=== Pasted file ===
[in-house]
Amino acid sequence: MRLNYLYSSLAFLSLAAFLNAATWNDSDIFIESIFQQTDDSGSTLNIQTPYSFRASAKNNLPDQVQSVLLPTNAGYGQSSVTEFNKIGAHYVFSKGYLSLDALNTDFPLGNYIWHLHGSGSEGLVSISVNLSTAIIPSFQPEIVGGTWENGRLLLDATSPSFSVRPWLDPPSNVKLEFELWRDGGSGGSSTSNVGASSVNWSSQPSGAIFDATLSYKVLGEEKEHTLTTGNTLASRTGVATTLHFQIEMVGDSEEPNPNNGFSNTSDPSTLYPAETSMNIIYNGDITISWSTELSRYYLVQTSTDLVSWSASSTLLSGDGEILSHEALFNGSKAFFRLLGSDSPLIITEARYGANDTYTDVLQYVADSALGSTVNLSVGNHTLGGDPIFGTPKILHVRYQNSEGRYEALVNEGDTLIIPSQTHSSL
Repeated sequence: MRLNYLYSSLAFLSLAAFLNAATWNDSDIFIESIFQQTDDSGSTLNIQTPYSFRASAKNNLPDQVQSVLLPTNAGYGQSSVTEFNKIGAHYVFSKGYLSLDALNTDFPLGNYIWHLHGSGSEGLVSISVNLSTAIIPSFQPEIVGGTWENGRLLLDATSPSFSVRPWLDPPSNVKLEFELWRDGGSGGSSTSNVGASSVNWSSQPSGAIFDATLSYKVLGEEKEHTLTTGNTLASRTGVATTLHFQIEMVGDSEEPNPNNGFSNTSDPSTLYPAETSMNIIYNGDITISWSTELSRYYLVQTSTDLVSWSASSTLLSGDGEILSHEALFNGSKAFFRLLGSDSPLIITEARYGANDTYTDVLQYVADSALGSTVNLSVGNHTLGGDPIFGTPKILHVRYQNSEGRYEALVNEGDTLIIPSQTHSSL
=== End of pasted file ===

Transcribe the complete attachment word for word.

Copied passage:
[in-house]
Amino acid sequence: MRLNYLYSSLAFLSLAAFLNAATWNDSDIFIESIFQQTDDSGSTLNIQTPYSFRASAKNNLPDQVQSVLLPTNAGYGQSSVTEFNKIGAHYVFSKGYLSLDALNTDFPLGNYIWHLHGSGSEGLVSISVNLSTAIIPSFQPEIVGGTWENGRLLLDATSPSFSVRPWLDPPSNVKLEFELWRDGGSGGSSTSNVGASSVNWSSQPSGAIFDATLSYKVLGEEKEHTLTTGNTLASRTGVATTLHFQIEMVGDSEEPNPNNGFSNTSDPSTLYPAETSMNIIYNGDITISWSTELSRYYLVQTSTDLVSWSASSTLLSGDGEILSHEALFNGSKAFFRLLGSDSPLIITEARYGANDTYTDVLQYVADSALGSTVNLSVGNHTLGGDPIFGTPKILHVRYQNSEGRYEALVNEGDTLIIPSQTHSSL
Repeated sequence: MRLNYLYSSLAFLSLAAFLNAATWNDSDIFIESIFQQTDDSGSTLNIQTPYSFRASAKNNLPDQVQSVLLPTNAGYGQSSVTEFNKIGAHYVFSKGYLSLDALNTDFPLGNYIWHLHGSGSEGLVSISVNLSTAIIPSFQPEIVGGTWENGRLLLDATSPSFSVRPWLDPPSNVKLEFELWRDGGSGGSSTSNVGASSVNWSSQPSGAIFDATLSYKVLGEEKEHTLTTGNTLASRTGVATTLHFQIEMVGDSEEPNPNNGFSNTSDPSTLYPAETSMNIIYNGDITISWSTELSRYYLVQTSTDLVSWSASSTLLSGDGEILSHEALFNGSKAFFRLLGSDSPLIITEARYGANDTYTDVLQYVADSALGSTVNLSVGNHTLGGDPIFGTPKILHVRYQNSEGRYEALVNEGDTLIIPSQTHSSL